For the past few years, the Federal Government, in coordination with the Securities and Exchange Commission, has been attempting to quell the number of cases of insider trading in the United States. Since U.S. Attorney Preet Bharara took office in 2009, he has charged 75 people with insider trading. But recently, Bharara has set his sights on SAC Capital, accusing several of its employees with violation of securities law.
SAC Capital, one of the largest hedge funds, has come under further scrutiny last month after federal prosecutors charged its former portfolio manager with "acting upon confidential information." According to reports, he was the seventh SAC employee to have been arrested and linked to insider trading. With so many of its employees having been arrested, the company has admitted that it too is now under investigation.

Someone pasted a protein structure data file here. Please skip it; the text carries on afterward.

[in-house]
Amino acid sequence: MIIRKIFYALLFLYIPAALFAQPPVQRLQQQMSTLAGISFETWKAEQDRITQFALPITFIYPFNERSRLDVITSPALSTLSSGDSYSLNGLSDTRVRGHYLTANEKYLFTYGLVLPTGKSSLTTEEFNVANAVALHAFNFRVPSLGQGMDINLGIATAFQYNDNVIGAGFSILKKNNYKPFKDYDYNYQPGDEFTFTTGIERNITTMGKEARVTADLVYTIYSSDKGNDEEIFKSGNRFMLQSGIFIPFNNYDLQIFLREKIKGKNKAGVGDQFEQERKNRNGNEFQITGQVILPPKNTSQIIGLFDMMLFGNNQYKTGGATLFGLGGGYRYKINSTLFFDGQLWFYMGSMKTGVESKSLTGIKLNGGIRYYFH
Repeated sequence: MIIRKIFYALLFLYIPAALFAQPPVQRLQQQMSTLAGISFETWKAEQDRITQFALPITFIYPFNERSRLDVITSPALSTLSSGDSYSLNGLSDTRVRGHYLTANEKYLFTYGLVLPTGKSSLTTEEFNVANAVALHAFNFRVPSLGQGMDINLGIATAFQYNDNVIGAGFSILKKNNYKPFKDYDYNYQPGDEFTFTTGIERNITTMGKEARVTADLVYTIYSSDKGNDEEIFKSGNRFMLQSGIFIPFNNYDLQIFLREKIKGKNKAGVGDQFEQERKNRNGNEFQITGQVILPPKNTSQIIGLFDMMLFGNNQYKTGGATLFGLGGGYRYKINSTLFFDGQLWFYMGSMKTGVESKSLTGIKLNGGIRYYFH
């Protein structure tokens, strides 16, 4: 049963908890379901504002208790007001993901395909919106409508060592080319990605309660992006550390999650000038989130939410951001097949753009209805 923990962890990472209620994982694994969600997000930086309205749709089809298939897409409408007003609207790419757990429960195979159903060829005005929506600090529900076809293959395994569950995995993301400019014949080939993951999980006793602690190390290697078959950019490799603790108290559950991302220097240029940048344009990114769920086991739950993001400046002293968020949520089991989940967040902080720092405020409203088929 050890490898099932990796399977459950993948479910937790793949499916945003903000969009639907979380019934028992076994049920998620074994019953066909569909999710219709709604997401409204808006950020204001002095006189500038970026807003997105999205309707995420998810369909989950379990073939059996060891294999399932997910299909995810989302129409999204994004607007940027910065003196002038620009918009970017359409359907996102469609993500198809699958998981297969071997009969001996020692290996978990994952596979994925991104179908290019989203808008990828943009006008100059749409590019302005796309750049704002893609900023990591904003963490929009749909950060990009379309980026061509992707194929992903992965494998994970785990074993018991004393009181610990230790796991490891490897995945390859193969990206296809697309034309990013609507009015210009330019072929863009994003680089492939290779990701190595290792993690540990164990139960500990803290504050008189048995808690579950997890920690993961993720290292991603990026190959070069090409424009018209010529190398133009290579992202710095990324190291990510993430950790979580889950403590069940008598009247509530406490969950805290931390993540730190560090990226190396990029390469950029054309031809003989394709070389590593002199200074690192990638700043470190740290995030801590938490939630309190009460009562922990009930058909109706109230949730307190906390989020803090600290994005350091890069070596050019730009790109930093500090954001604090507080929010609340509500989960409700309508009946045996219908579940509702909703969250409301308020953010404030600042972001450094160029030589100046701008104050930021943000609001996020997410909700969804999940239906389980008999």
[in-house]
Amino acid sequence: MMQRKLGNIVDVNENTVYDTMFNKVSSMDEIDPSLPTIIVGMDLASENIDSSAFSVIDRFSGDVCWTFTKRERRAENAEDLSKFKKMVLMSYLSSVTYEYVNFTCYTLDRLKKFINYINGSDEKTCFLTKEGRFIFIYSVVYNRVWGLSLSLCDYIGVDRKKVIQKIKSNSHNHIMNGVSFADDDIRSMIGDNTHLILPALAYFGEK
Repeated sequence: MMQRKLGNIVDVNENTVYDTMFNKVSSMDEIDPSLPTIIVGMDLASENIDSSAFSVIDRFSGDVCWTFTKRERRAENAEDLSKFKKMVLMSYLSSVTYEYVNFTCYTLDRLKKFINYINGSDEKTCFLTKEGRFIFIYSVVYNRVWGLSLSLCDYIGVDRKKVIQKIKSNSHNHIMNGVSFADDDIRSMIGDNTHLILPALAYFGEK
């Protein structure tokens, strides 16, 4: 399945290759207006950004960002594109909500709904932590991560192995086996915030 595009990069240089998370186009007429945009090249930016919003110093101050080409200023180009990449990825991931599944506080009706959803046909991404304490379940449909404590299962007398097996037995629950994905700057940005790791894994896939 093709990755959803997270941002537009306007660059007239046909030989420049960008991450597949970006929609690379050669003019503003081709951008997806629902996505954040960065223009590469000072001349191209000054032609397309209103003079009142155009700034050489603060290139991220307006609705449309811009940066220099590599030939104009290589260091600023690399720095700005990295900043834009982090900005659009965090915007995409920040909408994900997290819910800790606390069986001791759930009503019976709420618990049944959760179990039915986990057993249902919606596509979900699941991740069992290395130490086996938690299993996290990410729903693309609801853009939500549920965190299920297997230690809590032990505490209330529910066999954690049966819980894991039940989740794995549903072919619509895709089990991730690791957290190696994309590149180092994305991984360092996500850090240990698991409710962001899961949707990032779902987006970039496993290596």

As of late, billionaire Steven A. Cohen, "one of the most successful hedge fund managers of the last two decades," says Time Magazine, has been under investigation for approximately five years now "with little to show for it other than the convictions of a handful of underlings." Federal prosecutors are saying now though that a new probe into SAC may have uncovered possible insider trading involving information from Weight Watchers. If so, investigators believe that this may be enough to implicate Cohen which could turn into one of the most high-profile insider trading cases in U.S. history.
Even for the most seasoned trader, securities law can be a difficult system to navigate. Sorting out what is considered confidential information and what has gone public can be tricky to establish sometimes and without the assistance from a skilled lawyer, people can often times find themselves under investigation or even accused of securities fraud.
Source: Time Magazine, "Can the Federal Government Really Deter Insider Trading?" Sam Gustin, Dec. 10, 2012